• 10:00 am: "Taking Tennessee’s Talent to the Next Level" – A discussion around shaping strategies for building the most agile and resilient 21st century workforce with Joe Bales, Vice President for University Advancement at Middle Tennessee State University, Bill Hardgrave, President of the University of Memphis, Deniece Thomas, Commissioner of Labor and Workforce Development, and Flora Tydings, Chancellor of the Tennessee Board of Regents, in a session moderated by Liliana Ramirez, Global Director of Workforce Development at Ford Motor Company.
  • 11:00 am: “Tennessee Governor’s Address” – A keynote from Governor Bill Lee.
  • 11:30 am: “Mapping the Enabling Conditions for Tennessee’s Competitiveness Strategy for the Next 25 Years” – A leadership panel that explores Tennessee's strategic trajectory over the next 25 years. Featuring Randy Boyd, President of University of Tennessee System, Daniel Diermeier, Chancellor of Vanderbilt University, Stuart McWhorter, Commissioner of Tennessee Department of Economic and Community Development, and Donde Plowman, Chancellor of University of Tennessee, Knoxville, with moderator Deborah L. Wince-Smith, President and CEO of the Council on Competitiveness.

Attendees will have the opportunity to engage with experts, share insights, and collaborate on shaping the future of innovation and competitiveness in Tennessee and across the United States. For more information, including the detailed agenda, speaker list, steering committee, and registration details, visit the Conversation landing page on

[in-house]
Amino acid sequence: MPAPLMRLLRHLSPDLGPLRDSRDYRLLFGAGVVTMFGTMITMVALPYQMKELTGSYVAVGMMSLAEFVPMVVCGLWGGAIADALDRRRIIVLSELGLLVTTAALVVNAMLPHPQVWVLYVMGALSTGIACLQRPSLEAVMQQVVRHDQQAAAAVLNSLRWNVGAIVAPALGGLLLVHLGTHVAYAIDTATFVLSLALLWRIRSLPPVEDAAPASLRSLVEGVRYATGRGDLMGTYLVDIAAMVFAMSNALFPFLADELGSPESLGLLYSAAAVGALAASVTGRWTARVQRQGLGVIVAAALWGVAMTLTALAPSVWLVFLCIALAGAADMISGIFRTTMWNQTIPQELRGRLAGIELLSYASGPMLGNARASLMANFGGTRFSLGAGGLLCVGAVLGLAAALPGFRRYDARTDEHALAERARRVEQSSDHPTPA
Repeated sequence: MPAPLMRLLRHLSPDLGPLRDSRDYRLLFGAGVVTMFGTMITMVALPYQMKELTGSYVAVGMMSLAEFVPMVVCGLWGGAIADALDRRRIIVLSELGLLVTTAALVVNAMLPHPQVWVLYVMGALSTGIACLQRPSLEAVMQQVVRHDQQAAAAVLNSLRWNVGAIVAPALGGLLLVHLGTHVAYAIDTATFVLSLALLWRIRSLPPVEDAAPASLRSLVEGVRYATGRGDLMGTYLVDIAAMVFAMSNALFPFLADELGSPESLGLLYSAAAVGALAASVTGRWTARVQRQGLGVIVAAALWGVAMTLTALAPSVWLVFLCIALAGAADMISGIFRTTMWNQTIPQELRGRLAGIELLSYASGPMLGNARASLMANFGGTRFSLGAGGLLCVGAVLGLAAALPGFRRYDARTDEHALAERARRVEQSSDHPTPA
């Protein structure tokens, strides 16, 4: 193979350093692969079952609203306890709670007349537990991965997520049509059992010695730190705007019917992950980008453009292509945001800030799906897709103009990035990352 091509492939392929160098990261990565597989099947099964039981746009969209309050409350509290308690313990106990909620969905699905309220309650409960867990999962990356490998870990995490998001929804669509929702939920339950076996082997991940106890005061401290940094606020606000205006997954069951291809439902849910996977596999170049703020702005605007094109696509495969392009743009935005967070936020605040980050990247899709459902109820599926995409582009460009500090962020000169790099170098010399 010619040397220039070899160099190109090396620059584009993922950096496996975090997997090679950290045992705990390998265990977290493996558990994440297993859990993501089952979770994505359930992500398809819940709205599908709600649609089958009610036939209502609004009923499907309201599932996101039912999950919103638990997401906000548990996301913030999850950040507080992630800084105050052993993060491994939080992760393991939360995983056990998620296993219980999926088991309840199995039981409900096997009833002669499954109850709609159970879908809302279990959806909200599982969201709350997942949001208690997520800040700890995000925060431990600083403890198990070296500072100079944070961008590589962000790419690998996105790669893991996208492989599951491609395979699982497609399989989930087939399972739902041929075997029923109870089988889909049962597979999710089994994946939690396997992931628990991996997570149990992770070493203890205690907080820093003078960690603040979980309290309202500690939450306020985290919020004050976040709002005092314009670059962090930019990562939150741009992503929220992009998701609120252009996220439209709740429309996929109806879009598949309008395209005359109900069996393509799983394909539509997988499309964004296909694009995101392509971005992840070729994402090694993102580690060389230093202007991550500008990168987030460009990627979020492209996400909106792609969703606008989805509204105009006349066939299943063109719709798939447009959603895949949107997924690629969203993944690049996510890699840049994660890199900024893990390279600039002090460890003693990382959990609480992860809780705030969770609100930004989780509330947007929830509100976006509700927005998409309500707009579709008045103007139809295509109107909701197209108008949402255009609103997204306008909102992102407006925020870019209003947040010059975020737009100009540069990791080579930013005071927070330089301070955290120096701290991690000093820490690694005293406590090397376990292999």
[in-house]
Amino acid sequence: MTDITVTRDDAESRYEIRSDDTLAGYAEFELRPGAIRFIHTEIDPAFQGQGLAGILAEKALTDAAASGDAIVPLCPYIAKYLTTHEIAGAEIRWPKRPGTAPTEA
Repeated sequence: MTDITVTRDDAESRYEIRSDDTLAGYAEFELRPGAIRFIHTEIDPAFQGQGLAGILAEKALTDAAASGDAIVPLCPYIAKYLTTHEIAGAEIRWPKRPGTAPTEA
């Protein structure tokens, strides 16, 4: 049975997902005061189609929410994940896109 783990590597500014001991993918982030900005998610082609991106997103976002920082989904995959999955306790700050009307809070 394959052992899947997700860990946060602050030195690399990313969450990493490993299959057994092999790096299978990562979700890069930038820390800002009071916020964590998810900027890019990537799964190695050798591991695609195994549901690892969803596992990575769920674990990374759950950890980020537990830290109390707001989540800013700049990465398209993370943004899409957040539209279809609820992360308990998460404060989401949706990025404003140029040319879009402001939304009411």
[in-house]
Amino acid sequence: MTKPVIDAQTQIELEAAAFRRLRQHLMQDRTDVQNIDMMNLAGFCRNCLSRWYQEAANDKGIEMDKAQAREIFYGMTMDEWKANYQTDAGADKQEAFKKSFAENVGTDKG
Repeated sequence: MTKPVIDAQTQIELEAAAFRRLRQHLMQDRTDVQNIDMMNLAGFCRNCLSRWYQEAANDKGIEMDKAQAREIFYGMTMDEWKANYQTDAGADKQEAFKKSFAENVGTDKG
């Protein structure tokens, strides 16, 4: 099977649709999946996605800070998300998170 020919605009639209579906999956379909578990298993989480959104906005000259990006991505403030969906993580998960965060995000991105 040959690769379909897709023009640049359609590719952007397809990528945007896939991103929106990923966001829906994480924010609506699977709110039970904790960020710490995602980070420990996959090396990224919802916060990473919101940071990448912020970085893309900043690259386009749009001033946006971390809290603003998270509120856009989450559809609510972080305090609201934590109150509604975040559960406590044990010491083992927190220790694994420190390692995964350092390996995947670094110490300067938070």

About the Vanderbilt University

Founded in 1873 as an institution that would “contribute to strengthening the ties that should exist between all sections of our common country,” Vanderbilt University is globally renowned for its transformative education and pathbreaking research. The university’s 10 schools reside on a parklike campus set in the heart of Nashville, Tennessee, contributing to a collaborative culture that empowers leaders of tomorrow and prizes free expression, open inquiry and civil discourse.

Top-ranked in both academics and financial aid, Vanderbilt offers an immersive residential undergraduate experience, with programs in the liberal arts and sciences, engineering, music, education and human development. The university also is home to nationally and internationally recognized graduate schools of law, education, business, medicine, nursing and divinity, and offers robust graduate-degree programs across a range of academic disciplines. Vanderbilt’s prominent alumni base includes Nobel Prize winners, members of Congress, governors, ambassadors, judges, admirals, CEOs, university presidents, physicians, attorneys, and professional sports figures.